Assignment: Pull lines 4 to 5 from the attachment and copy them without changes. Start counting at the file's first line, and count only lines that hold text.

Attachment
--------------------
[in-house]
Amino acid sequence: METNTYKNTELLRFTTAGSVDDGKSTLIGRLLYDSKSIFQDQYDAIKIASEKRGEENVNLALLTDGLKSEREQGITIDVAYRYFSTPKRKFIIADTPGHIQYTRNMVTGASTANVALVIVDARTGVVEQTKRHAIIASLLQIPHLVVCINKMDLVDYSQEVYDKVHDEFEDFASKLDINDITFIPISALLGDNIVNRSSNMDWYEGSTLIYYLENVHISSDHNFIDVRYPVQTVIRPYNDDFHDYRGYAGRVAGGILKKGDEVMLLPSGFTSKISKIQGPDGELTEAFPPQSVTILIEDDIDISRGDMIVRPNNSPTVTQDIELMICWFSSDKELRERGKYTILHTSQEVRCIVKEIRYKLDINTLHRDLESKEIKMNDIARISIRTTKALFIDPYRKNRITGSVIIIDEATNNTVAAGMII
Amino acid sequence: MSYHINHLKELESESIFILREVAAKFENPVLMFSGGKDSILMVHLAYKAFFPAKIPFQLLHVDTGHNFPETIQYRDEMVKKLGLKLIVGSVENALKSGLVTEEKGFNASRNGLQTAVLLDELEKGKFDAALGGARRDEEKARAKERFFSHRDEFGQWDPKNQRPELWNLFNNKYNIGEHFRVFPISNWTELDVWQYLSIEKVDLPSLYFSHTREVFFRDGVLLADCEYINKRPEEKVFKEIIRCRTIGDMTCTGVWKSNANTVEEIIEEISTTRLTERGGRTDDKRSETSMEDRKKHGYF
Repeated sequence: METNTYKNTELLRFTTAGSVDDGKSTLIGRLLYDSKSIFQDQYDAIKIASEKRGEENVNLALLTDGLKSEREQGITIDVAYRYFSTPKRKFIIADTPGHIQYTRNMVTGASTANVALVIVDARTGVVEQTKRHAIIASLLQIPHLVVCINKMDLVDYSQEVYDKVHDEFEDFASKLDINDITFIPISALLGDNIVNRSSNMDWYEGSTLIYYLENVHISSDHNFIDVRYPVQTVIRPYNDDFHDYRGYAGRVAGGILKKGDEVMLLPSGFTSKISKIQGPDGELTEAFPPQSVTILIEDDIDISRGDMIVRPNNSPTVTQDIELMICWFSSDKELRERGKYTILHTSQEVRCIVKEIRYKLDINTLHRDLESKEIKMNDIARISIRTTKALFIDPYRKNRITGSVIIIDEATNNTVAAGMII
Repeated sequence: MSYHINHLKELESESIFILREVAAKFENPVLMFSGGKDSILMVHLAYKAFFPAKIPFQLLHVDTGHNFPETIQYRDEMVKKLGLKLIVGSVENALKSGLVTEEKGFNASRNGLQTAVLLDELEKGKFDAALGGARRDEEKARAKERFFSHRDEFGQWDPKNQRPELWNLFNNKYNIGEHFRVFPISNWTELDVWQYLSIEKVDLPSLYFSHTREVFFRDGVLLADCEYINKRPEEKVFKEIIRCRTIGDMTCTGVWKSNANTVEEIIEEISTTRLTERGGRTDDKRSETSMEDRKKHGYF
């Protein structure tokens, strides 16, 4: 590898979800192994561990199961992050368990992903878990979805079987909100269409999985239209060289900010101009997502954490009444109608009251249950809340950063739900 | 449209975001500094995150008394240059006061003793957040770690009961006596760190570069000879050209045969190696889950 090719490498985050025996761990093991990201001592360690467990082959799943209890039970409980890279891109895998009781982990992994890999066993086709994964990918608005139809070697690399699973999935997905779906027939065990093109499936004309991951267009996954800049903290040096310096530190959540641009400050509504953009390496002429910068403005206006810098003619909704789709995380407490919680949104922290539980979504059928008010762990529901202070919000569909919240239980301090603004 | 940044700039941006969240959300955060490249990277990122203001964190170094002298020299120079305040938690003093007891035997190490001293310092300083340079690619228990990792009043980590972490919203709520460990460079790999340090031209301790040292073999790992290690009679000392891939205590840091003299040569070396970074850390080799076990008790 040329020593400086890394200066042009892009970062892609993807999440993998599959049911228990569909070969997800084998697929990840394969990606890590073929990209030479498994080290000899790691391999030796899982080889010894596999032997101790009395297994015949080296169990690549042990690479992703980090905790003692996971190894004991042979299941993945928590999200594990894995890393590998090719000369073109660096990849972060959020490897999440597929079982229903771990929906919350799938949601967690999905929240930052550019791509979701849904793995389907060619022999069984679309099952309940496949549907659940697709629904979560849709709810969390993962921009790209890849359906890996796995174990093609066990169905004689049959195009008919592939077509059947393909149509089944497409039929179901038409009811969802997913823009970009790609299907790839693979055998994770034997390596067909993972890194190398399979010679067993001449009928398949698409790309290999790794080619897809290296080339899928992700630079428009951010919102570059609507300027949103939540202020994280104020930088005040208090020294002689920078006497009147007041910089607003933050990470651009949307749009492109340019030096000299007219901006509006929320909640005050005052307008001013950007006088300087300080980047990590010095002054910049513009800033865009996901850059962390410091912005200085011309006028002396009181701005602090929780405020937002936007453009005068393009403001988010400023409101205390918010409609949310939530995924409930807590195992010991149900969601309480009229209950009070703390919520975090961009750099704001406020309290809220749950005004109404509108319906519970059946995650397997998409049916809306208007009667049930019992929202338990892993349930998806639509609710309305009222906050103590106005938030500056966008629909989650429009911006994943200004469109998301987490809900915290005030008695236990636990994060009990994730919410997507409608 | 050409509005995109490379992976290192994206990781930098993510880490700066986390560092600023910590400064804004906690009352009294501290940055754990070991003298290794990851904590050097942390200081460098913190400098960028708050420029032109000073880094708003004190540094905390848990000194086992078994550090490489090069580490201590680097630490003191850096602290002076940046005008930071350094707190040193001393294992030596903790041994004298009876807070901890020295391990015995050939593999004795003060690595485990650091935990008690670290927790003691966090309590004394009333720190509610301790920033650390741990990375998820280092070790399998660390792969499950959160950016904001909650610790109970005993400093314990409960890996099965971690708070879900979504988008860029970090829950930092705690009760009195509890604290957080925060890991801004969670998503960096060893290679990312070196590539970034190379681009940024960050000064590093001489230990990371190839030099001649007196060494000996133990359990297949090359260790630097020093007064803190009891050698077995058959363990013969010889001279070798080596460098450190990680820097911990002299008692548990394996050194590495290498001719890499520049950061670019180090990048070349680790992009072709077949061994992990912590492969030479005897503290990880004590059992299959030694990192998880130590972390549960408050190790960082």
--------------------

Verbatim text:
Repeated sequence: METNTYKNTELLRFTTAGSVDDGKSTLIGRLLYDSKSIFQDQYDAIKIASEKRGEENVNLALLTDGLKSEREQGITIDVAYRYFSTPKRKFIIADTPGHIQYTRNMVTGASTANVALVIVDARTGVVEQTKRHAIIASLLQIPHLVVCINKMDLVDYSQEVYDKVHDEFEDFASKLDINDITFIPISALLGDNIVNRSSNMDWYEGSTLIYYLENVHISSDHNFIDVRYPVQTVIRPYNDDFHDYRGYAGRVAGGILKKGDEVMLLPSGFTSKISKIQGPDGELTEAFPPQSVTILIEDDIDISRGDMIVRPNNSPTVTQDIELMICWFSSDKELRERGKYTILHTSQEVRCIVKEIRYKLDINTLHRDLESKEIKMNDIARISIRTTKALFIDPYRKNRITGSVIIIDEATNNTVAAGMII
Repeated sequence: MSYHINHLKELESESIFILREVAAKFENPVLMFSGGKDSILMVHLAYKAFFPAKIPFQLLHVDTGHNFPETIQYRDEMVKKLGLKLIVGSVENALKSGLVTEEKGFNASRNGLQTAVLLDELEKGKFDAALGGARRDEEKARAKERFFSHRDEFGQWDPKNQRPELWNLFNNKYNIGEHFRVFPISNWTELDVWQYLSIEKVDLPSLYFSHTREVFFRDGVLLADCEYINKRPEEKVFKEIIRCRTIGDMTCTGVWKSNANTVEEIIEEISTTRLTERGGRTDDKRSETSMEDRKKHGYF